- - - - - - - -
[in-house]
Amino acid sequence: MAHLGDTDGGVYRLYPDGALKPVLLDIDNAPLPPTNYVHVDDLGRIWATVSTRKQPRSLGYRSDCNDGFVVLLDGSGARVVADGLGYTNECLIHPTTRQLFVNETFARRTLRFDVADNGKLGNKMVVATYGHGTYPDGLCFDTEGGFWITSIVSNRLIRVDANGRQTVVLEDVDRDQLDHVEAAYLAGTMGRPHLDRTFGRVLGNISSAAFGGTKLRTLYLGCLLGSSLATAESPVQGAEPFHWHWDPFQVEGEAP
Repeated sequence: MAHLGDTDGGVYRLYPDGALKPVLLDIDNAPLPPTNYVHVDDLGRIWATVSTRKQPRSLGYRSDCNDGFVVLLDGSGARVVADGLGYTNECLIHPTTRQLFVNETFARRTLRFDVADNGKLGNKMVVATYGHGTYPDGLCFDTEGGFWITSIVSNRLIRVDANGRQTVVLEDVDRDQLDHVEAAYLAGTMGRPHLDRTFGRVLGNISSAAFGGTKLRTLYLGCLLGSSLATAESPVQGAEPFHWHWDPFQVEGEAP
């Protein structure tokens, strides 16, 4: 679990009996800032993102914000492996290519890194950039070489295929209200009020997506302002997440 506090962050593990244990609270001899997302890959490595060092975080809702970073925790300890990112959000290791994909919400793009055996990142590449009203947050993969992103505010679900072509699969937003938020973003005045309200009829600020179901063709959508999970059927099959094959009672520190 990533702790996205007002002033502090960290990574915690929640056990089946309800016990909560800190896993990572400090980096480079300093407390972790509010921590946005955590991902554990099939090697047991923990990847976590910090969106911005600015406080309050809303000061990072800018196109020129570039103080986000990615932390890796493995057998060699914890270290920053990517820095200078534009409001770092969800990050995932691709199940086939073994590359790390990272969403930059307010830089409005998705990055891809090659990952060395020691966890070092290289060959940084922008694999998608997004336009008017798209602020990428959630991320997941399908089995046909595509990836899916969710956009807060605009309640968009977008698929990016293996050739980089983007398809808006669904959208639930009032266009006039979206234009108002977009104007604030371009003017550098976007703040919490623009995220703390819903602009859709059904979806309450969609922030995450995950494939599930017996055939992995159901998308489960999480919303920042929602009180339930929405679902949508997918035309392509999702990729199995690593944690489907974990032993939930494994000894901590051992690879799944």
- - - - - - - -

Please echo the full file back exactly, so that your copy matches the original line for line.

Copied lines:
[in-house]
Amino acid sequence: MAHLGDTDGGVYRLYPDGALKPVLLDIDNAPLPPTNYVHVDDLGRIWATVSTRKQPRSLGYRSDCNDGFVVLLDGSGARVVADGLGYTNECLIHPTTRQLFVNETFARRTLRFDVADNGKLGNKMVVATYGHGTYPDGLCFDTEGGFWITSIVSNRLIRVDANGRQTVVLEDVDRDQLDHVEAAYLAGTMGRPHLDRTFGRVLGNISSAAFGGTKLRTLYLGCLLGSSLATAESPVQGAEPFHWHWDPFQVEGEAP
Repeated sequence: MAHLGDTDGGVYRLYPDGALKPVLLDIDNAPLPPTNYVHVDDLGRIWATVSTRKQPRSLGYRSDCNDGFVVLLDGSGARVVADGLGYTNECLIHPTTRQLFVNETFARRTLRFDVADNGKLGNKMVVATYGHGTYPDGLCFDTEGGFWITSIVSNRLIRVDANGRQTVVLEDVDRDQLDHVEAAYLAGTMGRPHLDRTFGRVLGNISSAAFGGTKLRTLYLGCLLGSSLATAESPVQGAEPFHWHWDPFQVEGEAP
């Protein structure tokens, strides 16, 4: 679990009996800032993102914000492996290519890194950039070489295929209200009020997506302002997440 506090962050593990244990609270001899997302890959490595060092975080809702970073925790300890990112959000290791994909919400793009055996990142590449009203947050993969992103505010679900072509699969937003938020973003005045309200009829600020179901063709959508999970059927099959094959009672520190 990533702790996205007002002033502090960290990574915690929640056990089946309800016990909560800190896993990572400090980096480079300093407390972790509010921590946005955590991902554990099939090697047991923990990847976590910090969106911005600015406080309050809303000061990072800018196109020129570039103080986000990615932390890796493995057998060699914890270290920053990517820095200078534009409001770092969800990050995932691709199940086939073994590359790390990272969403930059307010830089409005998705990055891809090659990952060395020691966890070092290289060959940084922008694999998608997004336009008017798209602020990428959630991320997941399908089995046909595509990836899916969710956009807060605009309640968009977008698929990016293996050739980089983007398809808006669904959208639930009032266009006039979206234009108002977009104007604030371009003017550098976007703040919490623009995220703390819903602009859709059904979806309450969609922030995450995950494939599930017996055939992995159901998308489960999480919303920042929602009180339930929405679902949508997918035309392509999702990729199995690593944690489907974990032993939930494994000894901590051992690879799944």